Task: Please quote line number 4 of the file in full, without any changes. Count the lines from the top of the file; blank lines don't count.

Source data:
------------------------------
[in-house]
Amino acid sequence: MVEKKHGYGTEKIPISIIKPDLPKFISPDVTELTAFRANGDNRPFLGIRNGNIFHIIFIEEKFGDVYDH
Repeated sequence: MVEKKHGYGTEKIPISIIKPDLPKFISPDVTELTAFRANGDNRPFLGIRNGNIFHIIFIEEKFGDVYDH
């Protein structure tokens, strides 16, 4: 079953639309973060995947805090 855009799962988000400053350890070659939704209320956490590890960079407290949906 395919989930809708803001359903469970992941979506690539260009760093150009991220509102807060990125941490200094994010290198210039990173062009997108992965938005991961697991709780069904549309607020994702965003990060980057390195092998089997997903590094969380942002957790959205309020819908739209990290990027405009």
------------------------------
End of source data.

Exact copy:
């Protein structure tokens, strides 16, 4: 079953639309973060995947805090 855009799962988000400053350890070659939704209320956490590890960079407290949906 395919989930809708803001359903469970992941979506690539260009760093150009991220509102807060990125941490200094994010290198210039990173062009997108992965938005991961697991709780069904549309607020994702965003990060980057390195092998089997997903590094969380942002957790959205309020819908739209990290990027405009």